When she wanted to write up the violation, her supervisor urged her not to do so, saying that he "knew things about me he shouldn't know." She did not file the report.
Pentagon figures released Friday indicate 10,507 men and women have been discharged from the military under "don't ask, don't tell" in the 12 years ending in 2008. Defense Department spokeswoman Cynthia Smith declined to release the number let go under Obama, saying it would be available next spring.
Army 1st Lt. Daniel Choi, a 28-year-old West Point graduate who is gay, served in Iraq and now faces discharge from the National Guard because he has come out about his sexual orientation. He said he liked Obama's promises but wanted the rhetoric met by results.
"Whether it saves my career or not is not the issue," said Choi, who lives in New York. He finds it ironic that hundreds of service members still are being investigated and booted out just as Obama weighs sending more troops to Afghanistan.
Choi wore his Army dress uniform and was accompanied to the banquet by a date, Matthew Kinsey. They kissed time and again at the behest of dinner guests with cameras.
To many gay rights activists, Obama has sent mixed signals since he took office.
Activists were rankled when the conservative Rev. Rick Warren, a high-profile backer of Proposition 8 and founder of Orange County's Saddleback Church, gave the invocation at Obama's inauguration.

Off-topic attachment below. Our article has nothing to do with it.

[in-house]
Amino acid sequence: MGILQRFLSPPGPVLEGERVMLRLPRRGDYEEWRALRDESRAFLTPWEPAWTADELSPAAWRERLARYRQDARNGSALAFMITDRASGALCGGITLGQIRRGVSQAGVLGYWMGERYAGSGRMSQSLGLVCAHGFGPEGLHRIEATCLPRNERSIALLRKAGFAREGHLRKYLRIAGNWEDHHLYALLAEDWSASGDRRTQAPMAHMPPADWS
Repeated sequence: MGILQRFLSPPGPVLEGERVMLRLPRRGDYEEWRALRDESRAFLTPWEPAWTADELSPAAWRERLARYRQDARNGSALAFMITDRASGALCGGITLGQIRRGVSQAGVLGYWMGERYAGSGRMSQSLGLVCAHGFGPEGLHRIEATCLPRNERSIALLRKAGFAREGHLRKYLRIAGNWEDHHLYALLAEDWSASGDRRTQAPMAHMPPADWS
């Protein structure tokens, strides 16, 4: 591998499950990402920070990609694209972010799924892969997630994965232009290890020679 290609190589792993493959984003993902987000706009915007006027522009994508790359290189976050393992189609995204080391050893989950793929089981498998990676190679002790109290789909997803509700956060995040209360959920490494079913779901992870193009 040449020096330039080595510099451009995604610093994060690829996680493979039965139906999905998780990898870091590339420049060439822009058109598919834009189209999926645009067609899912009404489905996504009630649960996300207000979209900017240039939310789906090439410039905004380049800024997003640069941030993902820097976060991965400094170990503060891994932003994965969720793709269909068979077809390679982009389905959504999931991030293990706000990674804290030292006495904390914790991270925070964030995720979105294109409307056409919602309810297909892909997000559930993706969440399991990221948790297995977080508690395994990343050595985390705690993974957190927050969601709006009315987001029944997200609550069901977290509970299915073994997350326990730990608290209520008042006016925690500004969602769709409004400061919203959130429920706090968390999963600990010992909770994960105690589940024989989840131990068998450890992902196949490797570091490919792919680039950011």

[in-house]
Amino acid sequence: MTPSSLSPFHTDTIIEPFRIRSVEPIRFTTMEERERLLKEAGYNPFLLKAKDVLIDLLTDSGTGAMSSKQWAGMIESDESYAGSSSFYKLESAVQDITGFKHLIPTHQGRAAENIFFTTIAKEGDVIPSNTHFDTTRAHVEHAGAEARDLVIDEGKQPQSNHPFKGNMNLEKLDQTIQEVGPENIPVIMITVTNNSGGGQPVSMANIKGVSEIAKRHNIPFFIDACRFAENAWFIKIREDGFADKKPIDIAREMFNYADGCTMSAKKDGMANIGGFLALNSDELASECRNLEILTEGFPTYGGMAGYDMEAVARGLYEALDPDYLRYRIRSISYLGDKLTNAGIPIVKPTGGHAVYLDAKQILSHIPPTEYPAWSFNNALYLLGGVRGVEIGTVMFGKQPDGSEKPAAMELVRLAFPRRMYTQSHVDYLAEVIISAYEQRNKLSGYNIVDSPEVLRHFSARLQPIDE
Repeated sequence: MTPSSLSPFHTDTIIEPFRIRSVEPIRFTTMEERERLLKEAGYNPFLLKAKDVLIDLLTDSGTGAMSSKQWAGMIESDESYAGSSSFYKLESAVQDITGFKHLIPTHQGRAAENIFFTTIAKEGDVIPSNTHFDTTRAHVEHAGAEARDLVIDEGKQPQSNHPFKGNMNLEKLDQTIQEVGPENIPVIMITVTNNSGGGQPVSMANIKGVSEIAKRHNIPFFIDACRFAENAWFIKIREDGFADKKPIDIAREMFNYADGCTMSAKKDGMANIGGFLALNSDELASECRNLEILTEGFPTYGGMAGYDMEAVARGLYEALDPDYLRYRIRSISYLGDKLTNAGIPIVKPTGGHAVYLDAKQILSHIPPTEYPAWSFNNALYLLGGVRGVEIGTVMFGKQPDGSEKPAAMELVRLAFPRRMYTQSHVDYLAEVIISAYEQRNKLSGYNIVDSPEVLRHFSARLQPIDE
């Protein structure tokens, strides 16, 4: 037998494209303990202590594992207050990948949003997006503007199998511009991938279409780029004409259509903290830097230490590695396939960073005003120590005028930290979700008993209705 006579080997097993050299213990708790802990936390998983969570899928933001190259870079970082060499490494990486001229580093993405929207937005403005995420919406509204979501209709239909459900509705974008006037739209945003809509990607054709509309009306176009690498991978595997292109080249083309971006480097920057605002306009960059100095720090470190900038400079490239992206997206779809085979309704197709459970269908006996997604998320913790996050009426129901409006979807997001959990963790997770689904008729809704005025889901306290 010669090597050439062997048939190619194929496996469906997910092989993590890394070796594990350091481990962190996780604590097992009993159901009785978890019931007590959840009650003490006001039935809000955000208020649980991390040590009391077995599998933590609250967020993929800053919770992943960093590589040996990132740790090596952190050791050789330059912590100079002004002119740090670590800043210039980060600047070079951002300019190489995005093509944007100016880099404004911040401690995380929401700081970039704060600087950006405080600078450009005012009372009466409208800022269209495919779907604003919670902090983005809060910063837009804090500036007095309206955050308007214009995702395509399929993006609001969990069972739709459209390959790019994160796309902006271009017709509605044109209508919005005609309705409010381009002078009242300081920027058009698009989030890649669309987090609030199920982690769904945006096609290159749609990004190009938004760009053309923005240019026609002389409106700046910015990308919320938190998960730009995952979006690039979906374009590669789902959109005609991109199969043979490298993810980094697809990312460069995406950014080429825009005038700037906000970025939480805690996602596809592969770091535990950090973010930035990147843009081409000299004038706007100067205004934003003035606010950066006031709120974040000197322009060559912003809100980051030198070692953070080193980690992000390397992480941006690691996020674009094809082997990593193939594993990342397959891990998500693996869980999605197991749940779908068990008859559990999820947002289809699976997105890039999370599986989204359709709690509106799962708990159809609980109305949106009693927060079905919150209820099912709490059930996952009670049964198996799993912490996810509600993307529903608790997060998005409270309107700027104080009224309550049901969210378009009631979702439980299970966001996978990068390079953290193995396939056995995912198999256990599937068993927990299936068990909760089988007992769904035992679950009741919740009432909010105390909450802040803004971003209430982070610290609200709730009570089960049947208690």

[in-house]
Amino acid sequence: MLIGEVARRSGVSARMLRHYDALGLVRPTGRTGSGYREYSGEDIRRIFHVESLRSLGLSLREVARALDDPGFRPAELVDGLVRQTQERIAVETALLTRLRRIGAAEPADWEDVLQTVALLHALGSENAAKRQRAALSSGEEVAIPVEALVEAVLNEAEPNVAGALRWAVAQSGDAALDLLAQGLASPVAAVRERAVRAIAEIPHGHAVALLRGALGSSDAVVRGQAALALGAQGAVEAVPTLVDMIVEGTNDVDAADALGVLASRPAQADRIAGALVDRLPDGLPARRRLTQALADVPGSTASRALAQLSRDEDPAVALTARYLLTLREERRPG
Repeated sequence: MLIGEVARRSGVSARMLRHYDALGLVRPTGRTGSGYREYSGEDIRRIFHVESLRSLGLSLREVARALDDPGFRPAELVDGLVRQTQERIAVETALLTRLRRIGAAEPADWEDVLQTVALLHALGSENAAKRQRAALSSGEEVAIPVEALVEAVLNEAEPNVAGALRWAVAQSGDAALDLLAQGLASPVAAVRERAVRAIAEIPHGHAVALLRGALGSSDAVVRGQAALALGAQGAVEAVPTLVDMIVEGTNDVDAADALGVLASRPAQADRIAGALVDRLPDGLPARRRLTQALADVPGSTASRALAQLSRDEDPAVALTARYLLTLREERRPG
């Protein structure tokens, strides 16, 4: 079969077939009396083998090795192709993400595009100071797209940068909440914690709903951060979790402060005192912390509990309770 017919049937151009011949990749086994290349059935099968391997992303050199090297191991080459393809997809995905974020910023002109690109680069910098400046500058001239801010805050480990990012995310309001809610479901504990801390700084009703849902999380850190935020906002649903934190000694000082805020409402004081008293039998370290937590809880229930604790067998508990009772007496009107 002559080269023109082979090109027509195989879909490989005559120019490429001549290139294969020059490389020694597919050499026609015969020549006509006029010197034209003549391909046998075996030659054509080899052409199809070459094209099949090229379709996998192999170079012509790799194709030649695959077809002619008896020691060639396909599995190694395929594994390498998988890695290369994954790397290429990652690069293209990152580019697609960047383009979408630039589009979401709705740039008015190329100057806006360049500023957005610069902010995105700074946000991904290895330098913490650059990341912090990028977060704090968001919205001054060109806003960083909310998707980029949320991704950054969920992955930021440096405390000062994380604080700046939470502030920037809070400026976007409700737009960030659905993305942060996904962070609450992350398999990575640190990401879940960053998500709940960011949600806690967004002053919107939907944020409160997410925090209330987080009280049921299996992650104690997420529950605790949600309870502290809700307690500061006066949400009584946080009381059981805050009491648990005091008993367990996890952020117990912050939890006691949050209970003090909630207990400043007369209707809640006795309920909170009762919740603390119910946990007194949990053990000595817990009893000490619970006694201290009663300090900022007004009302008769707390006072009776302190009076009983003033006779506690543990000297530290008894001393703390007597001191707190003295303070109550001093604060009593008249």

Eight months later, the president has gotten good marks for appointing gays and lesbians to administration posts, such as John Berry, director of the U.S. Office of Personnel Management; Nancy Sutley, chairwoman of the White House Council on Environmental Quality; and Fred Hochberg, president of the Export-Import Bank.
On Thursday the House passed a bill that would broaden the federal hate-crime law to cover violence against gays. The measure is expected to go before the Senate within days.
Obama noted Saturday that the bill was named after Matthew Shepard, the gay college student whose killing in Wyoming in 1998 galvanized the gay rights movement. "This bill will pass, and I will sign it into law," the president said to more cheers. His predecessor, President Bush, had threatened to veto the measure.
Peter Nicholas of the Washington bureau contributed to this report.